Locals may greet the news with a shrug. Around Chicago far worse things get swept under the rug all the time. A few years ago a mysterious fire in the Evidence Room of the Cook County Building killed six county employees. There was some initial hubbub, but after a week or two the story just went away. To this day all we know about the matter is that some evidence was destroyed and six people died. The man ultimately in charge of the investigation, Cook County Board President John Stroger, was a supporter of Barack Obama.

Can anybody reading this guess how the “deal” was made? I can't. Who gets what, and how was the problem made to go away? Previous Illinois Governor, Republican George Ryan, is mid-way through a seven year sentence for corruption. How much time will Blago get? Will he get any time? Will he retire somewhere fat and happy with an off-shore bank account?

It is all part of the infinite puzzle of Chicago Politics.

Wednesday, July 14, 2010

All The News That's Fit to Print

All of a sudden, they seem pretty optimistic over at BP. Sounds like they may finally be getting a handle on the Gulf oil spill.

Engineers are installing a new containment cap which is expected be a big improvement over the current cap. That first device, lowered into place on June 3rd, has managed to capture only about one-third of the estimated 60-80,000 barrels of crude gushing from the bottom of the Gulf each day. As we know, the other two-thirds of that oil continued to pollute the shrimp and oyster beds, kill wildlife, wash into marshes and spread onto white sand beaches. It will be about a week before installation is complete and crews can determine if the new cap works. Ideally, it will capture all or most of the oil.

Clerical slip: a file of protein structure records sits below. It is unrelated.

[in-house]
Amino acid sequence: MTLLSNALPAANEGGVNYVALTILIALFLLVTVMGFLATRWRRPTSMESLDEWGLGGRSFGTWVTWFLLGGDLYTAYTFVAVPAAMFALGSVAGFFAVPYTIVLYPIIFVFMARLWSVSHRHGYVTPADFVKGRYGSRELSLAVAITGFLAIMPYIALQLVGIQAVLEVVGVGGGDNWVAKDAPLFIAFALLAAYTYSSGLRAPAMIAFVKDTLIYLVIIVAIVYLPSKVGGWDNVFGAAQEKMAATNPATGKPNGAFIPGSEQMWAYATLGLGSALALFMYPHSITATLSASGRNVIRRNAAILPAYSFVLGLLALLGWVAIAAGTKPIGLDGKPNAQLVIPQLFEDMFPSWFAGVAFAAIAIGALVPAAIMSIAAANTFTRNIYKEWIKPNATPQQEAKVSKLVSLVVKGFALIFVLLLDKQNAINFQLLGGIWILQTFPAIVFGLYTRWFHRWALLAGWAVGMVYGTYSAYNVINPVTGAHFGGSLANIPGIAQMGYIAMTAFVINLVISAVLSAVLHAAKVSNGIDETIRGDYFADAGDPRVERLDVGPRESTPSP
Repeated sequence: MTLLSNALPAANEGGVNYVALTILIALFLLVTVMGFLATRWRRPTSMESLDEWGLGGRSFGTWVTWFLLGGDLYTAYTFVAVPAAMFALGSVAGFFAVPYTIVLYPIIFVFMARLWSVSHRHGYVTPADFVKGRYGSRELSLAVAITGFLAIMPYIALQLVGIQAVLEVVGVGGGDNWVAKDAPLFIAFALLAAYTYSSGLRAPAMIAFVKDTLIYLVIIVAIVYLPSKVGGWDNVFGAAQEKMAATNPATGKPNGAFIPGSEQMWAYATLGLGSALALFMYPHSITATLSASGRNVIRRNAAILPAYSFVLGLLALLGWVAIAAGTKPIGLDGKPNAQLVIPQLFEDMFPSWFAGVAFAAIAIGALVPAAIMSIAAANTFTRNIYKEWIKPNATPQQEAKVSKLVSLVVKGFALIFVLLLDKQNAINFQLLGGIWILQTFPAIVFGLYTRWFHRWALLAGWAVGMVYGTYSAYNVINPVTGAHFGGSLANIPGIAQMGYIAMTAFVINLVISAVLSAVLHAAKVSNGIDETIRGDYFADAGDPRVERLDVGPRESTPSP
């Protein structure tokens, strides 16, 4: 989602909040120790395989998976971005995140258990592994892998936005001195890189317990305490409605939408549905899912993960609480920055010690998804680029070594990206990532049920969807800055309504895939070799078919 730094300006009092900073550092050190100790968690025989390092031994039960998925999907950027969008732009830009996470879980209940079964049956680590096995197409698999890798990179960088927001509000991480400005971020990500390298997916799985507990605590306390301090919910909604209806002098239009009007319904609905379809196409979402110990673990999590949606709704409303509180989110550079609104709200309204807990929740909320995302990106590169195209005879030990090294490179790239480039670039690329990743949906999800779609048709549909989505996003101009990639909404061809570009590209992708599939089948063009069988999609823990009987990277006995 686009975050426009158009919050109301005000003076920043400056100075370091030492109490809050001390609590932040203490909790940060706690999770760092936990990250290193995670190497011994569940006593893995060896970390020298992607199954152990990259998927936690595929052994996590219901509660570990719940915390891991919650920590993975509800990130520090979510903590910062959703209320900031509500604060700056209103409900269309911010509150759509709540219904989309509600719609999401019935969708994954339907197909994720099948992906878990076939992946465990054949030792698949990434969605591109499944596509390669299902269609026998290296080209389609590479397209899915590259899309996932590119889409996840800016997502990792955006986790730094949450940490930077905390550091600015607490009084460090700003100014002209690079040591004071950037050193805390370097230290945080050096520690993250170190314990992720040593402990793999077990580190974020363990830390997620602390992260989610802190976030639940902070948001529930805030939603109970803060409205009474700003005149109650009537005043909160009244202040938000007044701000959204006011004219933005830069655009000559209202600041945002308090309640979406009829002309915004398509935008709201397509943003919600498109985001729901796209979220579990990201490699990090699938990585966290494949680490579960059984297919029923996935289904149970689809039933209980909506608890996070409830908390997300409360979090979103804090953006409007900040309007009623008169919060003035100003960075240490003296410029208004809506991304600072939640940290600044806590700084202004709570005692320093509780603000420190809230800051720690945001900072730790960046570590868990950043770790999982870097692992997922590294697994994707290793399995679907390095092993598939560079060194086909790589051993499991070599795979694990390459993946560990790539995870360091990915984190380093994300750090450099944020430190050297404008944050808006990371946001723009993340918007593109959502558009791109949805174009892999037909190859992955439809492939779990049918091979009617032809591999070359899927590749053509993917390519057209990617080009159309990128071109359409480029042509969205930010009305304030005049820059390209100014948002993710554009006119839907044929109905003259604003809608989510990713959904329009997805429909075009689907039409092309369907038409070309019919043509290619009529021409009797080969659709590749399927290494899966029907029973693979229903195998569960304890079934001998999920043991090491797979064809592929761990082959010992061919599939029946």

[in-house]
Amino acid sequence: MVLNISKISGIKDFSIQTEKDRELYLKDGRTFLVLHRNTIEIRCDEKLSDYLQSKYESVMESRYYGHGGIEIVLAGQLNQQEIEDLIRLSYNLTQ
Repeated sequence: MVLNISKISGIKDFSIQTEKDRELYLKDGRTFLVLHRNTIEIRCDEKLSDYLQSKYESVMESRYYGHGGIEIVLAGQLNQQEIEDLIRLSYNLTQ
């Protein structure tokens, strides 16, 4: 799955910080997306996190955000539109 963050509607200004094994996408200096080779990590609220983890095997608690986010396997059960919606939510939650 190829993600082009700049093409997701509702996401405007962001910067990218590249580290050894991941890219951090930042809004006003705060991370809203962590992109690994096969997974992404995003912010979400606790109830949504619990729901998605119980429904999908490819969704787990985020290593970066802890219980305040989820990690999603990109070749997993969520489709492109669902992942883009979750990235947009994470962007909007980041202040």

Success will take a big load off President Obama’s mind. Knowing that he can play golf, fiddle with the nation’s economic system, or sue the State of Arizona without feeling like he’s somehow tied down to a crisis that needs attention should put a little of the swagger back in his step.

For Obama the best news is the fact that, if the new cap is successful, the leak will essentially be stopped before the invisible July 28th “deadline”, which would mark Day-100.

Not that an oil spill lasting 100 days would be guaranteed in-depth media coverage. There seems to be an unspoken truce between the President and the media: he’s not saying anything about the spill and the press isn’t asking. It would be nice if they’d ask even a teensy little question; like, how did BP become a finalist for a Major Award on safety and pollution control to be given just days after the initial explosion and disaster?